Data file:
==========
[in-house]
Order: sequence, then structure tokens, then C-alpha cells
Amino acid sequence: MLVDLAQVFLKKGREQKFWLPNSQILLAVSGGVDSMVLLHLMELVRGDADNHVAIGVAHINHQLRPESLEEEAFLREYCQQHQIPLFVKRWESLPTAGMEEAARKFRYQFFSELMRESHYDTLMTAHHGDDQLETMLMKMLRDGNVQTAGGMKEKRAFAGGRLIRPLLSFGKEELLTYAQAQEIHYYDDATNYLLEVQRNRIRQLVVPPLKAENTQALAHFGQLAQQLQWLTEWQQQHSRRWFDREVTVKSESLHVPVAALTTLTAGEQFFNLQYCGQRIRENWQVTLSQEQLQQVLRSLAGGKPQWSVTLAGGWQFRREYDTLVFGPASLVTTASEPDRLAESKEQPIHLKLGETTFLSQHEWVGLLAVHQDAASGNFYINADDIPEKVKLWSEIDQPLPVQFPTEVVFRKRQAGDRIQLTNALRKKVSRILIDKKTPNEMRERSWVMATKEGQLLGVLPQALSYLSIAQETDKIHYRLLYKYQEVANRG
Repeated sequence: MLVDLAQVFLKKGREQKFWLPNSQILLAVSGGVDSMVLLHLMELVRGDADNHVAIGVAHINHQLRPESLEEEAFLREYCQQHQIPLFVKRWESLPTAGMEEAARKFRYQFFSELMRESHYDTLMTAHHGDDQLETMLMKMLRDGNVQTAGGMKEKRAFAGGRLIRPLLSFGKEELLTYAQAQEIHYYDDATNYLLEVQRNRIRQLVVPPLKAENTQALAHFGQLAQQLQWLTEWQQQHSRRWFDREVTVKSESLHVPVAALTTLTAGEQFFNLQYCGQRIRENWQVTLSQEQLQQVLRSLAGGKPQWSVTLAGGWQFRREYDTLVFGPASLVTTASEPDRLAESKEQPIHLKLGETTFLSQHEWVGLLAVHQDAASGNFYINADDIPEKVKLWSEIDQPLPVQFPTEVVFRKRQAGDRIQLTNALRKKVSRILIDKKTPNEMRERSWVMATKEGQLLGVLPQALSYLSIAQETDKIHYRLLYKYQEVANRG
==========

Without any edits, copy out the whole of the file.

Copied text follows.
[in-house]
Order: sequence, then structure tokens, then C-alpha cells
Amino acid sequence: MLVDLAQVFLKKGREQKFWLPNSQILLAVSGGVDSMVLLHLMELVRGDADNHVAIGVAHINHQLRPESLEEEAFLREYCQQHQIPLFVKRWESLPTAGMEEAARKFRYQFFSELMRESHYDTLMTAHHGDDQLETMLMKMLRDGNVQTAGGMKEKRAFAGGRLIRPLLSFGKEELLTYAQAQEIHYYDDATNYLLEVQRNRIRQLVVPPLKAENTQALAHFGQLAQQLQWLTEWQQQHSRRWFDREVTVKSESLHVPVAALTTLTAGEQFFNLQYCGQRIRENWQVTLSQEQLQQVLRSLAGGKPQWSVTLAGGWQFRREYDTLVFGPASLVTTASEPDRLAESKEQPIHLKLGETTFLSQHEWVGLLAVHQDAASGNFYINADDIPEKVKLWSEIDQPLPVQFPTEVVFRKRQAGDRIQLTNALRKKVSRILIDKKTPNEMRERSWVMATKEGQLLGVLPQALSYLSIAQETDKIHYRLLYKYQEVANRG
Repeated sequence: MLVDLAQVFLKKGREQKFWLPNSQILLAVSGGVDSMVLLHLMELVRGDADNHVAIGVAHINHQLRPESLEEEAFLREYCQQHQIPLFVKRWESLPTAGMEEAARKFRYQFFSELMRESHYDTLMTAHHGDDQLETMLMKMLRDGNVQTAGGMKEKRAFAGGRLIRPLLSFGKEELLTYAQAQEIHYYDDATNYLLEVQRNRIRQLVVPPLKAENTQALAHFGQLAQQLQWLTEWQQQHSRRWFDREVTVKSESLHVPVAALTTLTAGEQFFNLQYCGQRIRENWQVTLSQEQLQQVLRSLAGGKPQWSVTLAGGWQFRREYDTLVFGPASLVTTASEPDRLAESKEQPIHLKLGETTFLSQHEWVGLLAVHQDAASGNFYINADDIPEKVKLWSEIDQPLPVQFPTEVVFRKRQAGDRIQLTNALRKKVSRILIDKKTPNEMRERSWVMATKEGQLLGVLPQALSYLSIAQETDKIHYRLLYKYQEVANRG